It is traditionally accepted that, apart from returning to one’s country of origin or integrating into one’s host country, resettlement is one of the three durable solutions "offered" to the more than 10 million people registered as refugees in the world. So, what is this solution, presented as one of the three options available for people in situations of forced exile, and is it really a solution ?

Welcoming the foreigner: is this a duty, a constraint, a charitable gesture or a superhuman effort? In light of some of the feedback we received after the launch of our website, it is worth asking the question.

Twenty years ago, the term "foreigner", used by the media and politicians, meant someone who was not "from here". Faced with a "foreigner", I was actually able to define myself.

This "otherness" allowed me in turn to formulate my own identity (my origin, my gender, my skin colour, etc.) when faced with someone else, somebody who was different and whose origin was elsewhere. It seems to me that otherness, whether I like it or not, is challenged by the presence of a "foreigner" in my (social, economic, spatial) vicinity. This person, who is "foreign to me", makes me wonder about myself; in turn, I am just as foreign to him or her. Foreign to each other, if we are not afraid of each other, we are invited to meet, endowed with the same dignity.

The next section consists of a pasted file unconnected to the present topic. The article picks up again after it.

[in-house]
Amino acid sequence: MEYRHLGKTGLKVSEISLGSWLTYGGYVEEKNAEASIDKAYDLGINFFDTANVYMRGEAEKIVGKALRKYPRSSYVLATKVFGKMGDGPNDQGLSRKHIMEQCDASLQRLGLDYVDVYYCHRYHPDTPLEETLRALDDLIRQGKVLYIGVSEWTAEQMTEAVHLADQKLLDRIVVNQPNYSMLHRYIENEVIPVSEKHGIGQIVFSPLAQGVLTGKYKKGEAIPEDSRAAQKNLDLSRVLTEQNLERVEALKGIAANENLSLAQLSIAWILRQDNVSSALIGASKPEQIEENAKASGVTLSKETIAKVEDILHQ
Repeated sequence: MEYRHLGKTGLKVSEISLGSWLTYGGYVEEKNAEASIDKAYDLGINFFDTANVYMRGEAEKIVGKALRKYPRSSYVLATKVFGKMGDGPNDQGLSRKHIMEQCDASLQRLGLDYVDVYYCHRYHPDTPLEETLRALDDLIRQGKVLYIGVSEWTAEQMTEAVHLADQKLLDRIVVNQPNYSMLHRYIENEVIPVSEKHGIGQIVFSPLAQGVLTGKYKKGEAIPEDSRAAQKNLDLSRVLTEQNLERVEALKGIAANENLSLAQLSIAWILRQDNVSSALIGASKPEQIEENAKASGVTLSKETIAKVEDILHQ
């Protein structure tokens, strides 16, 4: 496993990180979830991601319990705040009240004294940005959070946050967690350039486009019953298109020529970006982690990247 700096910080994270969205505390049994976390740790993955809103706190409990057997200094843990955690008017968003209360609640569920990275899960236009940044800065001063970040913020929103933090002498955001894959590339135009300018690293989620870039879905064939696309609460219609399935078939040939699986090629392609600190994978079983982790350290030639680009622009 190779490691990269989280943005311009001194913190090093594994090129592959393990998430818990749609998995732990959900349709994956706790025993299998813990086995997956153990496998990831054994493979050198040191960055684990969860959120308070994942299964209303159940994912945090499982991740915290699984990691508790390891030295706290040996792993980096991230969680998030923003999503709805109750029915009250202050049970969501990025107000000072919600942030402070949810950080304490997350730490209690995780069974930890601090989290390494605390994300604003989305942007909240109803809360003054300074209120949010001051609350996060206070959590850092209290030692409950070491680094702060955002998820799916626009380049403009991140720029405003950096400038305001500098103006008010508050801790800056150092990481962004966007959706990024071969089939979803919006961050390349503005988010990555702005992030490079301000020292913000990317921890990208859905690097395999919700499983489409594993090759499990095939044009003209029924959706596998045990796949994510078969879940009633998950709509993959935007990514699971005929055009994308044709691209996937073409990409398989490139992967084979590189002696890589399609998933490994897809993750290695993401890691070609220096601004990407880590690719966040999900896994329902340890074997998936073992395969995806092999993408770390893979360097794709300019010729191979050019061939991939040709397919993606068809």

Page 10 of 11
You are here: Home Josefa News Migration in Europe

I follow Josefa's news

I subscribe to the newsletter

Newsletter EN

Veuillez renseigner une adresse e-mail valide

   

Donnée invalide

We use cookies and other identifiers to help improve your online experience. By using our website you are agreeing to this. Read our privacy policy to find out what cookies are used for and how to change your settings.